The game is still nowhere near completion, and ToS 1.2 in which they promised to issue refunds (which they stopped doing in Dec 2015) and provide financial accounting, expired on May 31st. When that expired, they released a new ToS in June 2016 which removed several key provisions that backers previously had. That being refunds for non-delivery, financial accountability for the project, and not having to even deliver the project. Seriously.

Following that new ToS, some backers decided they’d had enough; and using all the researched I had collected and posted online, they decided to take action to get their money back. The resulting fiasco opened the floodgate for refunds, due to CIG having created a huge legal liability for themselves with that ToS change. And shortly thereafter, a refund focused sub Reddit dedicated to assisting backers wanting to get their money back was created.

Not only that, Chris Roberts has gone on the record saying that he won’t be able to deliver the games as promised. Instead, after cutting features, walking back promises made etc, he stated that he would be delivering a “Minimum Viable Product“. Which is interesting because in Nov 2015, I wrote an analogy in which I opined that what they may end up delivering would be analogous to getting a $10 box, though backers already paid for a $100 Gold chest.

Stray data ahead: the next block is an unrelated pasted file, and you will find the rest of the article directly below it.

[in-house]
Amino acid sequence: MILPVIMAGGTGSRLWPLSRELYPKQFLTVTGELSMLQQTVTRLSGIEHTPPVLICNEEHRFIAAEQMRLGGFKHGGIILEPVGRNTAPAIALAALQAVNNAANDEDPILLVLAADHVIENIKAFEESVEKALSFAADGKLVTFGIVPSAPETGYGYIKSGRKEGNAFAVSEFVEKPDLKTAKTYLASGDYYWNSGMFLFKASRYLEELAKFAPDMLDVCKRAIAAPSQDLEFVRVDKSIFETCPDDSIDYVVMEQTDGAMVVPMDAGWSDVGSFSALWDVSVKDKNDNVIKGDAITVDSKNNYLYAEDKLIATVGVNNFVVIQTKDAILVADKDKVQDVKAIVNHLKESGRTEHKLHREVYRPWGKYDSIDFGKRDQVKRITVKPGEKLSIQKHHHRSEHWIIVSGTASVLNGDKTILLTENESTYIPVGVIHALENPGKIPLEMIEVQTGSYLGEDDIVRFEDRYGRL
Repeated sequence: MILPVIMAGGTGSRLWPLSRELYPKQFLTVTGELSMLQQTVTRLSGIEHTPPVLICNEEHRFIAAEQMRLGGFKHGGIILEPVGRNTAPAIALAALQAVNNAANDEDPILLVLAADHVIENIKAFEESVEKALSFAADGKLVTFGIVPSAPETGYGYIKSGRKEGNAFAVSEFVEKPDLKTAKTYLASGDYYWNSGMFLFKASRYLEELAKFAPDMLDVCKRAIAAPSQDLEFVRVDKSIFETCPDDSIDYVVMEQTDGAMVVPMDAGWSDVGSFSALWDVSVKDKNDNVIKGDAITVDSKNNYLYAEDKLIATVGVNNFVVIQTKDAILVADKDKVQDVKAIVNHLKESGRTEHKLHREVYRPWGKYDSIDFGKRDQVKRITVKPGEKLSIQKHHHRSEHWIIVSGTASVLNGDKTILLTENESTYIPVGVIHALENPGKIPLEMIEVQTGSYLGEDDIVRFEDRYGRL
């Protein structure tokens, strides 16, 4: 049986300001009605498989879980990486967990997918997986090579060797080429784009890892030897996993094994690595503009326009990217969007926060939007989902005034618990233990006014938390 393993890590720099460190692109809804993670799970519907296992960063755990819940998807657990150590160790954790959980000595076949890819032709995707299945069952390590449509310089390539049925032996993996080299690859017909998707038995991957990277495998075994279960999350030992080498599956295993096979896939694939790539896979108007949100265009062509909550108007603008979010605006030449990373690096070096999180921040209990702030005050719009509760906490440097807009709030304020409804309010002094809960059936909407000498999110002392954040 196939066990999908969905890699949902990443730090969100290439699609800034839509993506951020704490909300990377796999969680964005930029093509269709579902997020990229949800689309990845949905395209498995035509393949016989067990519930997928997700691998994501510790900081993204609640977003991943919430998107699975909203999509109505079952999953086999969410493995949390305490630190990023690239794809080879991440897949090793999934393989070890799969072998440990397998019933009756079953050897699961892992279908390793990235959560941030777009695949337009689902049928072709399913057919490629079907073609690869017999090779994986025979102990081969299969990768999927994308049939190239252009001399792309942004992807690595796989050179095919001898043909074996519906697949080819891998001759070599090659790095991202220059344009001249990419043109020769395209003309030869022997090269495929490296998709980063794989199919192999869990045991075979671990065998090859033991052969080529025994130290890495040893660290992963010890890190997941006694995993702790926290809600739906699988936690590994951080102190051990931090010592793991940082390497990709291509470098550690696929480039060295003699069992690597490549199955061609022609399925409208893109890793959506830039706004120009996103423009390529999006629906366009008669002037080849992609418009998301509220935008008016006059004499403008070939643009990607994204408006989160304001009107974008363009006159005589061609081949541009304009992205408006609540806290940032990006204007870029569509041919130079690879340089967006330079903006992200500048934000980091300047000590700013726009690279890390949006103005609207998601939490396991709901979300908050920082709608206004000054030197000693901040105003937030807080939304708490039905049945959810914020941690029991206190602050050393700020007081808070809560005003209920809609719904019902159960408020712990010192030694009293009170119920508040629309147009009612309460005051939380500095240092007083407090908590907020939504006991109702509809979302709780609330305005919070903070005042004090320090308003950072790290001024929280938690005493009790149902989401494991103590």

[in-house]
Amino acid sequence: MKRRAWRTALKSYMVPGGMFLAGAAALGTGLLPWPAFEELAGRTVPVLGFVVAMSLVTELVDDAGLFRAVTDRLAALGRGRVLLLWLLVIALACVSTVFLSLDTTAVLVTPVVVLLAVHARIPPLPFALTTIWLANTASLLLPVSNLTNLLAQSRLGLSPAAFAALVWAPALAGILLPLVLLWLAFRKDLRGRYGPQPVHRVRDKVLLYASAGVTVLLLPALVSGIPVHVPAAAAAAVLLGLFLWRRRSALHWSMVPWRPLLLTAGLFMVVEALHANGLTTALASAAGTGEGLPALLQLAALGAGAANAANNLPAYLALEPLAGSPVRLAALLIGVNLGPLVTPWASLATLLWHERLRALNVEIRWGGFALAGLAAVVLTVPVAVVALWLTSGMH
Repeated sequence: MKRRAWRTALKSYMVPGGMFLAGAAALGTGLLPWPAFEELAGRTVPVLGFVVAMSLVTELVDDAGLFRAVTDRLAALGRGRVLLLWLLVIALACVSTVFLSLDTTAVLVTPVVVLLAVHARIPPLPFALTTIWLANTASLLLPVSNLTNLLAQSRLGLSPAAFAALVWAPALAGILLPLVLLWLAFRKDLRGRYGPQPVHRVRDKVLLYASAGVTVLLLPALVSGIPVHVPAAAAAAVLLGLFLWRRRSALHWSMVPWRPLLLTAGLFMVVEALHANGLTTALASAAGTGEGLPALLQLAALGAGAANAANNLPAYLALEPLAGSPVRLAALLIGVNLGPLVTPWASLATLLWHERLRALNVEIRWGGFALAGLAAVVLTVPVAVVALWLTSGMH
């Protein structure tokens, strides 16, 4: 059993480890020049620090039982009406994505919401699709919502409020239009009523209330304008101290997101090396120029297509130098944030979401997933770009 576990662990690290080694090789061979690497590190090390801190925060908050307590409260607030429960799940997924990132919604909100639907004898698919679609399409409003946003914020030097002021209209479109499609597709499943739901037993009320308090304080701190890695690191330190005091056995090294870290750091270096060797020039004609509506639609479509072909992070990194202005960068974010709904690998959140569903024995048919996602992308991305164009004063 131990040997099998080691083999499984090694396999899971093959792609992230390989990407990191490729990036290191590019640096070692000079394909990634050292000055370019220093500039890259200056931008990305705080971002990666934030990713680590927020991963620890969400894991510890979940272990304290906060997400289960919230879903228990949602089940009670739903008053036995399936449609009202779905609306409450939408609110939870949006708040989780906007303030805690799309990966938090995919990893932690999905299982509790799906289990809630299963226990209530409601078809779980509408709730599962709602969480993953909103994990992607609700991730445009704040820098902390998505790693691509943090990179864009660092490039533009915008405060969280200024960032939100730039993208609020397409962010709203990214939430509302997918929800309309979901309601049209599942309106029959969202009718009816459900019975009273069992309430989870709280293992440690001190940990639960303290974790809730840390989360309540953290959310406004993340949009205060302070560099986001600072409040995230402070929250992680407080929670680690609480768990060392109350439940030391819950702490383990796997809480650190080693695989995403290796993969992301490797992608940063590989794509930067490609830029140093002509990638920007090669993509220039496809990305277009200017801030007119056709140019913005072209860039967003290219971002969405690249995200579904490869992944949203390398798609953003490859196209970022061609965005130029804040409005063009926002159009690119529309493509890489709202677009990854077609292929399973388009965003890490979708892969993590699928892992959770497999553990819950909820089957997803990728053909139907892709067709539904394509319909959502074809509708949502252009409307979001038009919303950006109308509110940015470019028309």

As recently as Feb 2017, having raised over $140 million, he again went on the record (1, 2) to say:

First of all, we always have a decent amount of money in reserve, so if all support would collapse, we would not suddenly be incapacitated. We plan the scope of the development based on what arrives monthly by the people to support. I’m not worried, because even if no money came in, we would have sufficient funds to complete Squadron 42. The revenue from this could in-turn be used for the completion of Star Citizen.“”